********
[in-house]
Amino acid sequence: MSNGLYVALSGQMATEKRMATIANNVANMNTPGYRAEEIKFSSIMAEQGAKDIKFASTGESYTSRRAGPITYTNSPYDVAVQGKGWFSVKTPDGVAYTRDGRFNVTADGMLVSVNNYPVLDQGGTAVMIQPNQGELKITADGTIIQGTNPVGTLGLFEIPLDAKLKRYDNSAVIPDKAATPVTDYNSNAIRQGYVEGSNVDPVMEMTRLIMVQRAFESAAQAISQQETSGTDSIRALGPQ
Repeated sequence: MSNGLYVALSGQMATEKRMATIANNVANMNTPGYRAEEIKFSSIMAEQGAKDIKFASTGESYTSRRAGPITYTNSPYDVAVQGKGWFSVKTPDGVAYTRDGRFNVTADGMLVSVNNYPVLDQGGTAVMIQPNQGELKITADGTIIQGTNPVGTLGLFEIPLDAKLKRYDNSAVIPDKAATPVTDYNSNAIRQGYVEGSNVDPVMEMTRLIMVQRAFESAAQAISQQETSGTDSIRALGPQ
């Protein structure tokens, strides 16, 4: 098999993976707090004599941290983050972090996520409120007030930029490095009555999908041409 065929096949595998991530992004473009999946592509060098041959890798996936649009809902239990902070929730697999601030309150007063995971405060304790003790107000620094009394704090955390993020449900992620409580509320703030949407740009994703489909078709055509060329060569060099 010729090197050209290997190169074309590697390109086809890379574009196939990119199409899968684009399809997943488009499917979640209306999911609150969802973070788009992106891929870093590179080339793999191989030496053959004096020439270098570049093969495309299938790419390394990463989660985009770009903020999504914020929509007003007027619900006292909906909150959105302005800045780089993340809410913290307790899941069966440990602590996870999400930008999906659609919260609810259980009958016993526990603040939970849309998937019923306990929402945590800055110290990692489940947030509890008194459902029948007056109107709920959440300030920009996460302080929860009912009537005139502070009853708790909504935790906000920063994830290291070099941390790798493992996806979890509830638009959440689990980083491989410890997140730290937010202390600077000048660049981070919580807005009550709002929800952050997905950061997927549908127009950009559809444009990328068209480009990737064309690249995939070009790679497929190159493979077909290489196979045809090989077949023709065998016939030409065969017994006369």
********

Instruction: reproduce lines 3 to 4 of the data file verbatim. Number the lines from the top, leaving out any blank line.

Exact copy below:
Repeated sequence: MSNGLYVALSGQMATEKRMATIANNVANMNTPGYRAEEIKFSSIMAEQGAKDIKFASTGESYTSRRAGPITYTNSPYDVAVQGKGWFSVKTPDGVAYTRDGRFNVTADGMLVSVNNYPVLDQGGTAVMIQPNQGELKITADGTIIQGTNPVGTLGLFEIPLDAKLKRYDNSAVIPDKAATPVTDYNSNAIRQGYVEGSNVDPVMEMTRLIMVQRAFESAAQAISQQETSGTDSIRALGPQ
């Protein structure tokens, strides 16, 4: 098999993976707090004599941290983050972090996520409120007030930029490095009555999908041409 065929096949595998991530992004473009999946592509060098041959890798996936649009809902239990902070929730697999601030309150007063995971405060304790003790107000620094009394704090955390993020449900992620409580509320703030949407740009994703489909078709055509060329060569060099 010729090197050209290997190169074309590697390109086809890379574009196939990119199409899968684009399809997943488009499917979640209306999911609150969802973070788009992106891929870093590179080339793999191989030496053959004096020439270098570049093969495309299938790419390394990463989660985009770009903020999504914020929509007003007027619900006292909906909150959105302005800045780089993340809410913290307790899941069966440990602590996870999400930008999906659609919260609810259980009958016993526990603040939970849309998937019923306990929402945590800055110290990692489940947030509890008194459902029948007056109107709920959440300030920009996460302080929860009912009537005139502070009853708790909504935790906000920063994830290291070099941390790798493992996806979890509830638009959440689990980083491989410890997140730290937010202390600077000048660049981070919580807005009550709002929800952050997905950061997927549908127009950009559809444009990328068209480009990737064309690249995939070009790679497929190159493979077909290489196979045809090989077949023709065998016939030409065969017994006369």